Aortic valve mechanobiology - the effect of cyclic stretch
MetadataShow full item record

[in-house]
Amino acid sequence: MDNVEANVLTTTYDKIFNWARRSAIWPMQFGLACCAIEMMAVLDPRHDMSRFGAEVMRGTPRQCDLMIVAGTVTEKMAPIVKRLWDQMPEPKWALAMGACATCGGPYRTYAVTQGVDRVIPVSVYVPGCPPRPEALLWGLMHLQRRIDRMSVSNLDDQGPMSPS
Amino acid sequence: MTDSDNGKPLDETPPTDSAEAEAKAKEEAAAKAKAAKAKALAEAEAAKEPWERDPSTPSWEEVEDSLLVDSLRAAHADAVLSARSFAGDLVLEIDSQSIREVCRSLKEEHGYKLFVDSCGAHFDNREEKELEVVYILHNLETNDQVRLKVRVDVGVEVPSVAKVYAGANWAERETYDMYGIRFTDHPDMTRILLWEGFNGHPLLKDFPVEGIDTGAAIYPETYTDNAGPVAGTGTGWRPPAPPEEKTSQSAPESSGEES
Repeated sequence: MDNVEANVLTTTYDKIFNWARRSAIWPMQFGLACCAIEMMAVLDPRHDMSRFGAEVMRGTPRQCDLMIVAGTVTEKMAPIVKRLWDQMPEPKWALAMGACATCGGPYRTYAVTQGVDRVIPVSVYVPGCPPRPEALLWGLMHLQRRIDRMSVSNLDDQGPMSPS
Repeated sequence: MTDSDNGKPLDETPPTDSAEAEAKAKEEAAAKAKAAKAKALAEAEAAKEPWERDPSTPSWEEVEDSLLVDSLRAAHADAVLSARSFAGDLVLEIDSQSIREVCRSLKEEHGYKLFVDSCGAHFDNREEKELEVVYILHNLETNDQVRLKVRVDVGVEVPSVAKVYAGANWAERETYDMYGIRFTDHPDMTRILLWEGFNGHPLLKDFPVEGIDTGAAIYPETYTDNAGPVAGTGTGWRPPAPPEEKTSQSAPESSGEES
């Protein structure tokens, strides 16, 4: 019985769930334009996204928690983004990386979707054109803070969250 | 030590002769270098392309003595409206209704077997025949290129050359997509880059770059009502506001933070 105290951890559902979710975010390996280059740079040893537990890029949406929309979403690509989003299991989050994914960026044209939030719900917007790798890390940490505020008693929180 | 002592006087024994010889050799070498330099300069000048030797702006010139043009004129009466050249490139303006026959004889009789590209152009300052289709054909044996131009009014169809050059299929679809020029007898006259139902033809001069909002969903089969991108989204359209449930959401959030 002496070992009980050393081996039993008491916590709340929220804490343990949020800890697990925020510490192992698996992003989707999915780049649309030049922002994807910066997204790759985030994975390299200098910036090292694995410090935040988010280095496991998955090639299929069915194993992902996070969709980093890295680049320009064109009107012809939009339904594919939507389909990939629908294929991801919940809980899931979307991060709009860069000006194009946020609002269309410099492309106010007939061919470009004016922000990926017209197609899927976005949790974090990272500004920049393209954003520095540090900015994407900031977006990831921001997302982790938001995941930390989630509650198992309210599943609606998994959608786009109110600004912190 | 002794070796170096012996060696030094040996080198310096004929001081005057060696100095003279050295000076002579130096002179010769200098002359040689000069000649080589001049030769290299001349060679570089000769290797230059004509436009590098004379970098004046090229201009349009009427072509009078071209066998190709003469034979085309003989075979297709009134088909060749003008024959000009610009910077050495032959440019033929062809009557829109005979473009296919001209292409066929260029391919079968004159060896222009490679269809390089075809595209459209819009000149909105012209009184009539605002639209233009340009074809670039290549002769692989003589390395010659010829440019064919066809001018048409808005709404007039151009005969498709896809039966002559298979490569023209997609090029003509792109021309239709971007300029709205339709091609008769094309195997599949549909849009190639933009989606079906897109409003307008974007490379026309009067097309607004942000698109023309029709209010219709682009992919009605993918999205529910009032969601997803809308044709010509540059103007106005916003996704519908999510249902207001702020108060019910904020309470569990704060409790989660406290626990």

Aortic valve disease is among the third most common cardiovascular disease worldwide, and is also a strong predictor for other cardiac related deaths. Altered mechanical forces are believed to cause changes in aortic valve biosynthetic activity, eventually leading to valve disease, however little is known about the cellular and molecular events involved in these processes. To gain a fundamental understanding into aortic valve disease mechanobiology, an ex vivo experimental model was used to study the effects of normal and elevated cyclic stretch on aortic valve remodeling and degenerative disease. The hypothesis of this proposal was that elevated cyclic stretch will result in increased expression of markers related to degenerative valve disease. Three aspects of aortic valve disease were studied: (i) Altered extracellular matrix remodeling; (ii) Aortic Valve Calcification; and (iii) Serotonin-induced valvulopathy. Results showed that elevated stretch resulted in increased matrix remodeling and calcification via a bone morphogenic protein-dependent pathway. In addition, elevated stretch and serotonin resulted in increased collagen biosynthesis and tissue stiffness via a serotonin-2A receptor-mediated pathway. This work adds to current knowledge on aortic valve disease mechanisms, and could pave the way for the development of novel treatments for valve disease and for the design of tissue engineered valve constructs.